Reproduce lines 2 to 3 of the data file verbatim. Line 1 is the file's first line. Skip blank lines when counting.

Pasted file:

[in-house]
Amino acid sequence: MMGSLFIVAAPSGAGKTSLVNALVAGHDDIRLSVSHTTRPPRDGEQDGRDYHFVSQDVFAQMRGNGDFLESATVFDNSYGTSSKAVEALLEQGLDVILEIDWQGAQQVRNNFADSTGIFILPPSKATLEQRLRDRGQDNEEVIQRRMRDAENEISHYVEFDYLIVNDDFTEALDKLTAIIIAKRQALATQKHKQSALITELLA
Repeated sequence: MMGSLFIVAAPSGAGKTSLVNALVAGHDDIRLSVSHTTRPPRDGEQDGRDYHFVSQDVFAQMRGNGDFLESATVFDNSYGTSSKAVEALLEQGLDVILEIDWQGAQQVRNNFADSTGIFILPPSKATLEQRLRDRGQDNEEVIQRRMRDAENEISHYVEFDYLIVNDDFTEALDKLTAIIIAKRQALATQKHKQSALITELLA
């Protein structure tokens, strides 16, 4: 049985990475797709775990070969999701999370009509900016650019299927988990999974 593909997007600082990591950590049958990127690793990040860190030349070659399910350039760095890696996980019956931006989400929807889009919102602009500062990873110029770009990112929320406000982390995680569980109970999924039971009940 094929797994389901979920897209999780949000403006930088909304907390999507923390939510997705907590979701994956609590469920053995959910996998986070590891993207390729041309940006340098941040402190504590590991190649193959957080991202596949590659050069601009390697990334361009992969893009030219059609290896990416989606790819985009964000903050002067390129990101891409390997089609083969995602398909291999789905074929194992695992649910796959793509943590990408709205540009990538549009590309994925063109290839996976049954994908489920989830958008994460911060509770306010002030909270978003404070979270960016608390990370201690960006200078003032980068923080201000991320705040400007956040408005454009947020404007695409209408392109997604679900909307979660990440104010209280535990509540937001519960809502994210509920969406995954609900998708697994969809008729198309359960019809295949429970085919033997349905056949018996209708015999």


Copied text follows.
Amino acid sequence: MMGSLFIVAAPSGAGKTSLVNALVAGHDDIRLSVSHTTRPPRDGEQDGRDYHFVSQDVFAQMRGNGDFLESATVFDNSYGTSSKAVEALLEQGLDVILEIDWQGAQQVRNNFADSTGIFILPPSKATLEQRLRDRGQDNEEVIQRRMRDAENEISHYVEFDYLIVNDDFTEALDKLTAIIIAKRQALATQKHKQSALITELLA
Repeated sequence: MMGSLFIVAAPSGAGKTSLVNALVAGHDDIRLSVSHTTRPPRDGEQDGRDYHFVSQDVFAQMRGNGDFLESATVFDNSYGTSSKAVEALLEQGLDVILEIDWQGAQQVRNNFADSTGIFILPPSKATLEQRLRDRGQDNEEVIQRRMRDAENEISHYVEFDYLIVNDDFTEALDKLTAIIIAKRQALATQKHKQSALITELLA